Screenshots Facebook

Figure 3. Telegram channel Deutsche Wahrheit and Facebook account “Marcela Nowak” share the same fake BILD video.

The metadata of the video uploaded by the Telegram channel showed Russian file and folder names, similar to other videos used in this campaign. The file name was in Russian: “2006OKBGB_Немцам_хотят_разрешить_принимать_наркотики.mp4” (“German authorities want to legalise taking drugs”). Names of the clips that were spliced together to make the video contained several Russian titles such as “Внешняя политика. Новые санкции против РФ. Обращение Зеленского.mp4” (“Foreign policy. New sanctions against Russia. Zelensky’s speech”) and “Премиальная водка Uly Dala из Казахстана..mp4” (“Premium vodka Uly Dala from Kazakhstan”). The project name “МСК Ф-Коротыши.prproj” (“MSK F-Shorties”) and the folder name “ЧЕРНУХА_СТРАННАЯ” (“CHERNUKHA_WEIRD”) were the same as those listed in the metadata of another video previously analysed by ISD. The metadata of several other videos published by Deutsche Wahrheit contained the same folder and project names, had Russian titles or were made from clips with Russian titles.


Figure 4. Metadata of propaganda video about vodka and drugs.

The design and the metadata of the fake BILD video about the fire in Wulfen differ from that of other fake BILD videos published by Deutsche Wahrheit, so there is a chance that this video was produced by a different actor, or that actors producing fake videos for the pro-Kremlin campaign were experimenting with different video formats. Regardless, the video accusing refugees of burning a house fits in with the broader effort by Deutsche Wahrheit to discredit Ukrainian refugees. While it is impossible to prove with certainty that the Wulfen video was produced by the same actors as other fake videos, it was distributed very early on by a related actor.

Other content posted by the Deutsche Wahrheit channel primarily focused on Ukrainian refugees and the negative effects of sanctions against Russia and Western arms supplies to Ukraine on Germany. The channel posted 105 messages about refugees, all of them portraying Ukrainians in a drastically negative light or making severe and absurd false accusations against them.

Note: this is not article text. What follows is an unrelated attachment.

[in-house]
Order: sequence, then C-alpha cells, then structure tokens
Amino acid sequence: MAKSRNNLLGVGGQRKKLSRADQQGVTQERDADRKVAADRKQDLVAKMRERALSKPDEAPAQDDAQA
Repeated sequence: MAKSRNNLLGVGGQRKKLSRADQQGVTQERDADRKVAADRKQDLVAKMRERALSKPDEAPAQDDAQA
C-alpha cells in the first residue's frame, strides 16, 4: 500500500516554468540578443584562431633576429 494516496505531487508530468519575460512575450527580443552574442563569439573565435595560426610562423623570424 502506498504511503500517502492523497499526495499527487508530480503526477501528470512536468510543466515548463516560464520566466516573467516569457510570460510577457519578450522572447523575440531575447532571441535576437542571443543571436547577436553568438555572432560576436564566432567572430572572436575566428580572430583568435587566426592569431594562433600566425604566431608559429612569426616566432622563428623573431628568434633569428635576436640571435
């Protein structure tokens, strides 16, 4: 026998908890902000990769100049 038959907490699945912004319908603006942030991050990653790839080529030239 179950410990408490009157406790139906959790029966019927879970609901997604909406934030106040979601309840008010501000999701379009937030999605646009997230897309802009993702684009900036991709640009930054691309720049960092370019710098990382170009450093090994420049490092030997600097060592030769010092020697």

Of 219 videos posted by the channel, 88 mentioned Ukrainian refugees. While the text posts, memes, and videos did not openly call for violence against Ukrainians, they repeatedly depicted Ukrainians as a threat to Germany and other host countries. The posts and videos contained numerous false and unproven claims and appealed to emotions such as fear, anger, and disgust, and frequently contained graphic depictions of blood, sickness, and violence.

This content targeted Ukrainians as a group, though in some cases aimed specifically at women and teenagers. The channel leveraged common anti-migration tropes, such as accusing refugees of spreading disease and committing crimes; they also included more specific claims about Ukrainian refugees common in Russian state media, such as portraying them as Nazis.

Portraying refugees as a threat to public health

Several posts by Deutsche Wahrheit portrayed Ukrainian refugees as a threat to public health, accusing them of spreading infectious diseases. One video utilised the long-standing Russian disinformation narrative about an alleged US bioweapons programme in Ukraine spawning viruses, in this case claiming that the monkeypox virus was developed in “biolabs in Ukraine” and that refugees had brought it to Europe. Other posts, including a fake BILD video, accused Ukrainian refugees of spreading diseases such as HIV, tuberculosis and malaria, without supplying evidence. The fake BILD video further claimed that “tolerant Europeans are not educated about the threat of infection coming from Ukrainian refugees.”

Screenshot Telegram

Figure 5. A fake BILD video accusing Ukrainian refugees of spreading infectious diseases.

Portraying refugees as a threat to public security

Refugee-related content posted by Deutsche Warheit commonly accused Ukrainian refugees of committing crimes. Some allegations were generalised, such as claiming that Ukrainian refugees are bringing drugs to Europe and selling them via Telegram, or that they are stealing from supermarkets and hiding the goods under their clothes. In the latter case the metadata from the video contained Russian-language names of the clips that constituted the video, and appear to be depictions of people allegedly stealing from shops in Russia. These include titles such as “Екатеринбурженка украла колбасу, спрятав её под платье.mp4” (“A woman from Yekaterinburg stole sausage by hiding it under her dress”), and “В Сочи девушка украла термос, спрятав его под платьем.mp4” (“A woman from Sochi stole a thermos hiding it under her dress”). There is no evidence that this footage depicts or relates to Ukrainians in Germany.

metadata table

Figure 6. Metadata of a video accusing Ukrainians of stealing in supermarkets.